The CBI predict the UK economy will accelerate by 8.2 percent this year and continue to surge by more than six percent in 2022. In comparison, economists forecast the eurozone will spike by 4.2 percent with the EU’s largest economy, Germany, seeing just a 3.4 percent increase.
CBI economist Alpesh Paleja has said the predictions for the UK GDP have been “substantially upgraded” and has hailed the success of the coronavirus vaccine rollout.
Mr Palega added Britain is “very much ahead” of the eurozone when it comes to bouncing back from the pandemic.
He said: “We have substantially upgraded our forecasts for UK growth – it is a testament to the success of the vaccine rollout.
“We see much stronger growth in the UK than in the major eurozone economies.
“They also do recover over the course of this year and next, but the UK is very much ahead.
“A lot of it comes down to the improvement in health outcomes.”
The UK has administered more than 71 million vaccine doses, compared with just over 60 million in Germany and 44 million in France respectively.
Almost half of Britons have also received both doses compared to less than a third of people in Germany and less than a quarter in France.
The growth forecasts of 8.2 percent for 2021 would also put the UK ahead of the US, with a trillion-dollar spending spree from Joe Biden set to see GDP rise by 7.5 percent.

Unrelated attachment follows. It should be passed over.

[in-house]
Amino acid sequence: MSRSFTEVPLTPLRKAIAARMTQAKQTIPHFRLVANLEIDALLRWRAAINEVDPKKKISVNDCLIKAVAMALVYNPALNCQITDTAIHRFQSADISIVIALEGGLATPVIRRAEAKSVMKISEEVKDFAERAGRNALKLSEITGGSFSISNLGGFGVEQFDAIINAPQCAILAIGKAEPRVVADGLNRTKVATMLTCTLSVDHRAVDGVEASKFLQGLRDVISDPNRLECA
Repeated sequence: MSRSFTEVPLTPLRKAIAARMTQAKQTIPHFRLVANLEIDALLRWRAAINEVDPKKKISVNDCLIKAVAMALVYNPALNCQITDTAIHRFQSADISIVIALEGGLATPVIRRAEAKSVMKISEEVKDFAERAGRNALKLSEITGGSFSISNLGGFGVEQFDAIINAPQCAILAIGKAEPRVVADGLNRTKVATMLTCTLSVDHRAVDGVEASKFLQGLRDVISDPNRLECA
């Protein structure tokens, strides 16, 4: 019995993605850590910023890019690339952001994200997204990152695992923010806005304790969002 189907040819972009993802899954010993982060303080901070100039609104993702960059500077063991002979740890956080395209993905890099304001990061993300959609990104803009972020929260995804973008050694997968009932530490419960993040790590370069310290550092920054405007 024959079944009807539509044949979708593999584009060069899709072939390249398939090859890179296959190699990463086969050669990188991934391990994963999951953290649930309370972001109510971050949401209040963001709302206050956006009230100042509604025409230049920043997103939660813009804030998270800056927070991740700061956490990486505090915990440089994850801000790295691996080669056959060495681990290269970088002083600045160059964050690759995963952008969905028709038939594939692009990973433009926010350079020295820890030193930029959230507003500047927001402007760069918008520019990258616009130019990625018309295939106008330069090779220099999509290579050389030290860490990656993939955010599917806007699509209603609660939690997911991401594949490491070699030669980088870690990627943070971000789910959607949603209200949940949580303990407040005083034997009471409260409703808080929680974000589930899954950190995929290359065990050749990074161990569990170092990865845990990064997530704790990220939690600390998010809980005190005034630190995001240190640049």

The CBI report also expects the UK economy to grow by 6.1 percent in 2022 – higher than the US, France, Germany and the eurozone as a whole.
The CBI says an extension of the Furlough Scheme into the autumn and expectations of a stronger economic recovery will lead to a lower peak in unemployment.
“Clearly this does not apply to the hardest-hit sectors from the pandemic who even now face continued delays and genuine challenges to stay viable.
“It would be devastating for hospitality, events or aviation businesses to fail on what we hope is the last leg of restrictions.”
Last month the Bank of England increased its estimate for growth in the UK GDP from 5 percent to 7.25 percent in 2022 – the fastest surge since the second world war.